A bright journey to the dark continent

By Maureen Bay


So read the sign in the safari truck. If you have the stamina (and means) to travel over 8,000 miles to a destination and see things that you thought you’d never see in person, South-East Africa is for you.

The climate is dry, the landscape is varied, and the wildlife is abundant. I was able to see and experience every form of animal that this area of Africa had to offer. It was truly a remarkable experience. I encountered life and death and forces of nature close and occasionally, within my reach.  The sounds and smells of Africa will stay with me for the rest of my life.

Naturally, seeing and experiencing the wildlife was unbelievable, but my exposure to the indigenous Masai natives of Kenya and Tanzania made an even bigger impact on me. I had the opportunity to visit three separate and distinct Masai villages. They are a polygamist society. Our last guide and driver, Victor, was a young Masai man who was born and raised in the Serengeti area that he was guiding us through.  His Father is 96 years old; he has 10 wives and 108 children. This arrangement may seem complicated, but for the Masai, it has worked for centuries. The wives all live next to each other and, I was told, live peacefully with each other. This is also one reason why they don’t celebrate birthdays.

The Masai live in huts made of elephant dung and mud. They each average about 150 square feet of shelter and house an average of 8-10 people along with a few goats. A kitchen/cooking area is formed in the center of the hut. The women do all the work associated with child-rearing and the home, including fetching gallons of water from the government well, located miles from the village. This they do on foot every day. The men are responsible for the protection of the village and each man will carry a stick, a club and a machete.

The Masai diet leaves much to be desired. They subsist on cow blood (which they “harvest” from the living cow) and cow’s milk. There is very little variation from this diet for the whole of their lives. They do raise chickens and goats that they sell for income, but do not consume. Their medicines are holistic and are sourced from local flora, like the Acacia tree, and fauna, like the buffalo horn.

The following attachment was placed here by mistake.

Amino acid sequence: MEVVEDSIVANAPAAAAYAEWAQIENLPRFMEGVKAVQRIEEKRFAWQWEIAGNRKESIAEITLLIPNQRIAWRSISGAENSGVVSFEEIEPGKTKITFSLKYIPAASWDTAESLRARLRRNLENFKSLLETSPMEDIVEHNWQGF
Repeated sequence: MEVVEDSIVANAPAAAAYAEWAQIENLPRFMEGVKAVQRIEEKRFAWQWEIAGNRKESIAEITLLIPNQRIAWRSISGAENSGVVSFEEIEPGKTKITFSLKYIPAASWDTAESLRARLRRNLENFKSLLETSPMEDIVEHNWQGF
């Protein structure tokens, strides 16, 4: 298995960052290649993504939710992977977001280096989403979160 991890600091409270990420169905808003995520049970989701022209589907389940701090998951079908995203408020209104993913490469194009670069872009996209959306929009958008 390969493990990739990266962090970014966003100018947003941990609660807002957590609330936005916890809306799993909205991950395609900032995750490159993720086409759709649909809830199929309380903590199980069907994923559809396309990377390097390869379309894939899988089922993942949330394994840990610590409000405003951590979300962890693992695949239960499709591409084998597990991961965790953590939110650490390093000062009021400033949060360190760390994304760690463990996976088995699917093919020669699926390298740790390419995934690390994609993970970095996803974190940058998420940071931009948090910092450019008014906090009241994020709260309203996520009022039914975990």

I could see that certain historical traditions of the Masai are slowly being relaxed. Newborn children routinely had the two middle teeth removed (top center and bottom center) and again when the second set of teeth appeared. This practice facilitated the dispensing of medication through the lips and would be unimpeded by teeth. In accordance with tradition the Masai will brand a baby with a quarter-sized circle on their cheek or three slashes. This scar will proudly identify them for life as Masai. I did, however, observe some small Masai children without this brand.

We had the opportunity to go into a Masai school. At the village we were greeted by the women, and we were draped with the traditional Masai cloth wrap, called a Shuka and beaded collars were put around our necks. Now, properly dressed, we were escorted to the classroom. The children, all ages 5-7 years old, were being taught English, the national language of Kenya and Tanzania, as well as Swahili, the spoken language. The children welcomed us and seemed very curious. The government encourages and advocates education at the earliest ages for boys and now for girls.

The Masai men have a contest. They gather in a circle, and they compete to see which of them can jump the highest. The winner of this contest may choose a bride for free! He doesn’t have to pay the usual price to the future Father-in-law of one cow (a cow is valued at $600.00) for his bride. Our last guide, Victor, had one wife (so far) and no plans for another.  He pointed out that he had won her in the jumping contest.

Obviously, the Gloria Steinem women’s bill of rights has not yet reached this area of the world.

Animal tourism is number one in this region of Africa. The governments of Kenya and Tanzania have developed a system of hiring and compensating native Masai men with certain jobs. This employment helps to reduce poaching and boosts the native Masai economy. The government also has a system of controlled burning of the grasslands to lessen the areas that poachers can hide. Gladly officials of these countries are committed to conservation and protection of their national resources for future generations to enjoy. Single-use plastics had recently been outlawed and strongly discouraged.

The Masai people are friendly and warm. They reach for your hand with a “jambo-jambo” (hello-hello) and want to know what your name is. They are truly beautiful and handsome people. They have learned to live with a continuing pattern of culture beliefs and practices without any of the luxuries that the rest of the world enjoys.

 As we entered a village on our way back to our camp, we always had an apple, or juice box or crackers left over from our packed lunch out on the bush. We passed these food items out the window to the children who would always come running to our truck when they heard us approach. Any kindness or gift was always followed by “Mungu Akubariki” which means “God Bless You” in Swahili. I was invariably left with the urge to give more to them but satisfied that I could at last do one small thing and bring a smile to their faces.

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